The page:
The JMS audit event handler works with the following message brokers:

This implementation supports the publish/subscribe model. For more information, see Basic JMS API Concepts.

The JMS audit event handler does not support queries. If you enable JMS, and need to query audit events, you must enable a second audit handler that supports queries. Specify that audit handler in the audit.json file with the handlerForQueries property, or in the admin UI with the Use For Queries option.

The JMS audit event handler supports JMS communication, based on the following components:

  • A JMS message broker that provides clients with connectivity, along with message storage and message delivery functionality.

  • JMS messages that follow a specific format, described in JMS Message Format.

  • Destinations external to IDM and the message broker. IDM (including the audit service) is a producer and not a destination. IDM sends messages to a topic in a message broker. Consumers (clients) subscribe to the message broker.

    JMS Topics are not the same as the ForgeRock audit event topics listed in your project’s audit.json file. For more information about JMS topics, see the documentation on the publish/subscribe model. ForgeRock audit event topics specify categories of events (including access, activity, authentication, configuration, reconciliation, and synchronization). These event topics are published via the audit handler(s).

Dependencies for JMS messaging

The JMS audit event handler requires Apache ActiveMQ Artemis and additional dependencies bundled with the ActiveMQ Artemis delivery. This section lists the dependencies, and where they must be installed in the IDM instance. If you use a different ActiveMQ version, you may need to download the corresponding dependencies separately.

  1. Download the following files:

  2. Unpack the ActiveMQ Artemis archive. For example:

    tar -zxvf ~/Downloads/apache-artemis-2.20.0-bin.tar.gz
  3. Create a temporary directory, and then change to that directory:

    mkdir ~/Downloads/tmp
    cd ~/Downloads/tmp/
  4. Move the ActiveMQ Artemis Client and bnd JAR files to the temporary directory.

    mv ~/Downloads/apache-artemis-2.20.0/lib/client/artemis-jms-client-all-2.20.0.jar ~/Downloads/tmp/
    mv ~/Downloads/biz.aQute.bnd-version.jar ~/Downloads/tmp/
  5. Create an OSGi bundle:

    1. In a text editor, create a BND file named activemq.bnd with the following contents, and save it to the current directory:

      version=2.20.0
      Export-Package: *;version=${version}
      Import-Package: !org.apache.log4j.*,!org.apache.log.*,!org.apache.avalon.framework.logger.*,!org.apache.avalon.framework.logger.*,!org.glassfish.json.*,!org.conscrypt.*,!org.apache.logging.*,!org.bouncycastle.jsse.*,!org.eclipse.*,!sun.security.*,!reactor.*,!org.apache.activemq.artemis.shaded.*,!com.aayushatharva.*,!com.github.luben.zstd,!com.jcraft.jzlib,!com.ning.compress,!com.ning.compress.lzf,!com.ning.compress.lzf.util,!com.oracle.svm.core.annotate,!lzma.*,!net.jpountz.*,*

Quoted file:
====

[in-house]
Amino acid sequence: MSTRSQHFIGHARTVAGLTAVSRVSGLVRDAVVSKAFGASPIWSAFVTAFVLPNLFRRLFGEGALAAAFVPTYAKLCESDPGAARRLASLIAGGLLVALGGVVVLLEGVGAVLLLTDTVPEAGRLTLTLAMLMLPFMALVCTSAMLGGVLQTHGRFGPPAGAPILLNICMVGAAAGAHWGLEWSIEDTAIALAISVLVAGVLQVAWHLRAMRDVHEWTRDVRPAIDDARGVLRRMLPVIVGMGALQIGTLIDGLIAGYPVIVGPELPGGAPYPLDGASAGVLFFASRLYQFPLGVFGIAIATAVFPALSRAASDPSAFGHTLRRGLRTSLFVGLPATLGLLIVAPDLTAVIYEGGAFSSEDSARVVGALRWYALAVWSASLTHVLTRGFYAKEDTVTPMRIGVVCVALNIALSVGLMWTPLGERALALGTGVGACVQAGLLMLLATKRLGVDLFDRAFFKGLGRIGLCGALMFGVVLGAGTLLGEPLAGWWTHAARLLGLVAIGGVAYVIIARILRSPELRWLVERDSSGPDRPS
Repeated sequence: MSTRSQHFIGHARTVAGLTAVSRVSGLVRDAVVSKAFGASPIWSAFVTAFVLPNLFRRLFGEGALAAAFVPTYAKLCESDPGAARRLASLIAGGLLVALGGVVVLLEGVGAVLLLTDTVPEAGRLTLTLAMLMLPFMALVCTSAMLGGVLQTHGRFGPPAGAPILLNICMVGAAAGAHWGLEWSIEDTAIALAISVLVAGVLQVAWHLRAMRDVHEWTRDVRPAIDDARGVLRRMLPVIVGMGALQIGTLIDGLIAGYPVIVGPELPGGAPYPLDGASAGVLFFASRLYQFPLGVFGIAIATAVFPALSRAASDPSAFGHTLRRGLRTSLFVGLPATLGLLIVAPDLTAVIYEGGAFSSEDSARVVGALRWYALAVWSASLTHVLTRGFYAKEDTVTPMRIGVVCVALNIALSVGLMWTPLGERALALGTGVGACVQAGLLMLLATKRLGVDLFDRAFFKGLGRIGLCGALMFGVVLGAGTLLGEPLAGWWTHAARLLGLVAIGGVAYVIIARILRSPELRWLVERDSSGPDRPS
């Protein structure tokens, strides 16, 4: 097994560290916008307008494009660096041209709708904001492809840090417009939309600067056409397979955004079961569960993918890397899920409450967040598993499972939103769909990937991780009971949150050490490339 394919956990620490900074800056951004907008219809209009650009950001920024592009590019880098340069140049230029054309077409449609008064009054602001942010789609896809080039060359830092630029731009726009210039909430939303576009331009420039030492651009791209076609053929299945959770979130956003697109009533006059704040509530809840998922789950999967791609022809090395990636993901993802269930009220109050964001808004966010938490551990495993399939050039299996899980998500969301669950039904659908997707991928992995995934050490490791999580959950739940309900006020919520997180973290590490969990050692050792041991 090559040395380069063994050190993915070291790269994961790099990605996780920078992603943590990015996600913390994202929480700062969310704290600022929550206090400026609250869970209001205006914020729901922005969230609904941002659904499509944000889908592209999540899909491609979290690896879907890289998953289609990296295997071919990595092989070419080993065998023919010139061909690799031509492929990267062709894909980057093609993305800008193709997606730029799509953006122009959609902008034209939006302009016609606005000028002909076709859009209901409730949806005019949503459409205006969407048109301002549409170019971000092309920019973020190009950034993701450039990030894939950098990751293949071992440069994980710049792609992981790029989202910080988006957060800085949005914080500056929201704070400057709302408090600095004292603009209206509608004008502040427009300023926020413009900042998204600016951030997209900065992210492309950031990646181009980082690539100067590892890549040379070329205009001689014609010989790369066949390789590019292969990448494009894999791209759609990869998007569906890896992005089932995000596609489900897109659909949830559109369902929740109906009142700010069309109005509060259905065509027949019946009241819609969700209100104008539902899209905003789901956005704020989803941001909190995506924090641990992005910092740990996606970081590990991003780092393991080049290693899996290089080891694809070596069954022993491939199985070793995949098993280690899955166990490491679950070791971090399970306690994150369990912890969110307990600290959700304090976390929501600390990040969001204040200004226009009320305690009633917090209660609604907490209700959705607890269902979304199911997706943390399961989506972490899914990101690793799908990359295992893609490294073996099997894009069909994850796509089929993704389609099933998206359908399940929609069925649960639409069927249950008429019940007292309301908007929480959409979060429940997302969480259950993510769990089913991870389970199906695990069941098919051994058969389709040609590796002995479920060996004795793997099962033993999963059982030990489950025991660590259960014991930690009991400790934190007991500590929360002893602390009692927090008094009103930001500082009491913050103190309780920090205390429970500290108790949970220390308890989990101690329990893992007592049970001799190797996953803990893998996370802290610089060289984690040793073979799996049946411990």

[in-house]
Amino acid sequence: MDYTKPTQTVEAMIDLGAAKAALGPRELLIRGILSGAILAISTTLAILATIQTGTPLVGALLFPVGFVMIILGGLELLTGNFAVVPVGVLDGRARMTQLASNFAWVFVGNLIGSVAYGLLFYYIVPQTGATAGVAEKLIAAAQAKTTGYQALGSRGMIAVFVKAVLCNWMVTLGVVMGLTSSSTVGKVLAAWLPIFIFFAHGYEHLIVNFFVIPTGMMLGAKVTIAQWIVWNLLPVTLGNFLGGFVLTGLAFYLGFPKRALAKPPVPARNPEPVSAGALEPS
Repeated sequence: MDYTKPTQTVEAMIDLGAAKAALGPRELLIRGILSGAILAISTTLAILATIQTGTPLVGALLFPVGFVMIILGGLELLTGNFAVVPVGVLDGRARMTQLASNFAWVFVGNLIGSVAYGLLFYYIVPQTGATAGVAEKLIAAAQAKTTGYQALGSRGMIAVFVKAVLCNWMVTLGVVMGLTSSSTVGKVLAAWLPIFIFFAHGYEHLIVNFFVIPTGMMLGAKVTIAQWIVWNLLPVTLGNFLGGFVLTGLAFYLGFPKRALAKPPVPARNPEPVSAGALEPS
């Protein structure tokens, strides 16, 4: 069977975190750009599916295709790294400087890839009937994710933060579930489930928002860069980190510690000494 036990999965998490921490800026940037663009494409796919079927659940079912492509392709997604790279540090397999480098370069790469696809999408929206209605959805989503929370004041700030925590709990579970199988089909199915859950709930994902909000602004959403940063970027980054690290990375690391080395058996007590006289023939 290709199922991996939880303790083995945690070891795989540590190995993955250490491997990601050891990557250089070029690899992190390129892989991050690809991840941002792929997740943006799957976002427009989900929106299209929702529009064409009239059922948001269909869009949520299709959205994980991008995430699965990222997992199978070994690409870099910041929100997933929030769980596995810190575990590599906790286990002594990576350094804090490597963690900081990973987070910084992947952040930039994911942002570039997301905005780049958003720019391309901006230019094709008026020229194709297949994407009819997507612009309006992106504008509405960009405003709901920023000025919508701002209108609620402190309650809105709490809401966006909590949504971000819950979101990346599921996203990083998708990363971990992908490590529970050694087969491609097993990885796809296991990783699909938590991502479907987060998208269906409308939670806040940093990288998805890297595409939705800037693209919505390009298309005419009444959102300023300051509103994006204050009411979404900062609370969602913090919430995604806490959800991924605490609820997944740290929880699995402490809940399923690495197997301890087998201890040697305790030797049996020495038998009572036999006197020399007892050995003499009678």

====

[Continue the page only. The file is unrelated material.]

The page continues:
Bundle-Name: ActiveMQArtemis :: Client
      Bundle-SymbolicName: org.apache.activemq
      Bundle-Version: ${version}

      Your tmp/ directory should now contain the following files:

      ls -1 ~/Downloads/tmp/
      activemq.bnd
      artemis-jms-client-all-2.20.0.jar
      biz.aQute.bnd-version.jar
    2. In the same directory, create the OSGi bundle archive file. For example:

      java -jar biz.aQute.bnd-version.jar wrap \
      --properties activemq.bnd \
      --output artemis-jms-client-all-2.20.0-osgi.jar \
      artemis-jms-client-all-2.20.0.jar
  6. Copy the resulting artemis-jms-client-all-2.20.0-osgi.jar file to the openidm/bundle directory:

    cp artemis-jms-client-all-2.20.0-osgi.jar /path/to/openidm/bundle/

Configure the JMS audit event handler

You can configure the JMS audit event handler in the admin UI, or in your conf/audit.json file.

To configure the JMS audit event handler in the admin UI:

  1. Select Configure > System Preferences > Audit.

  2. Under Event Handlers, select JmsAuditEventHandler > Add Event Handler.

The event handler configuration properties are discussed in this section. For a complete list of configuration options, see JMS Audit Event Handler Properties.

To configure the audit event handler in the conf/audit.json file, see the sample configuration provided in /path/to/openidm/samples/audit-jms/conf/audit.json. The following excerpt of that file shows the JMS audit event handler configuration:

{
    "class" : "org.forgerock.audit.handlers.jms.JmsAuditEventHandler",
    "config" : {
        "name": "jms",
        "enabled" : true,
        "topics": [
            "access",
            "activity",
            "config",
            "authentication",
            "sync",
            "recon"
        ],
        "deliveryMode": "NON_PERSISTENT",
        "sessionMode": "AUTO",
        "batch": {
            "writeInterval": "1 second",
            "capacity": 1000,
            "maxBatchedEvents": 100
        },
        "jndi": {
            "contextProperties": {
                "java.naming.factory.initial" : "org.apache.activemq.artemis.jndi.ActiveMQInitialContextFactory",
                "java.naming.provider.url" : "tcp://127.0.0.1:61616?daemon=true",
                "topic.forgerock.idm.audit" : "forgerock.idm.audit"
            },
            "topicName": "forgerock.idm.audit",
            "connectionFactoryName": "ConnectionFactory"
        }
    }
}

In this sample configuration, the JMS audit event handler is enabled, with NON_PERSISTENT delivery of audit events in batches. The handler is configured to use the Apache ActiveMQ Artemis Java Naming and Directory Interface (JNDI) message broker, on port 61616.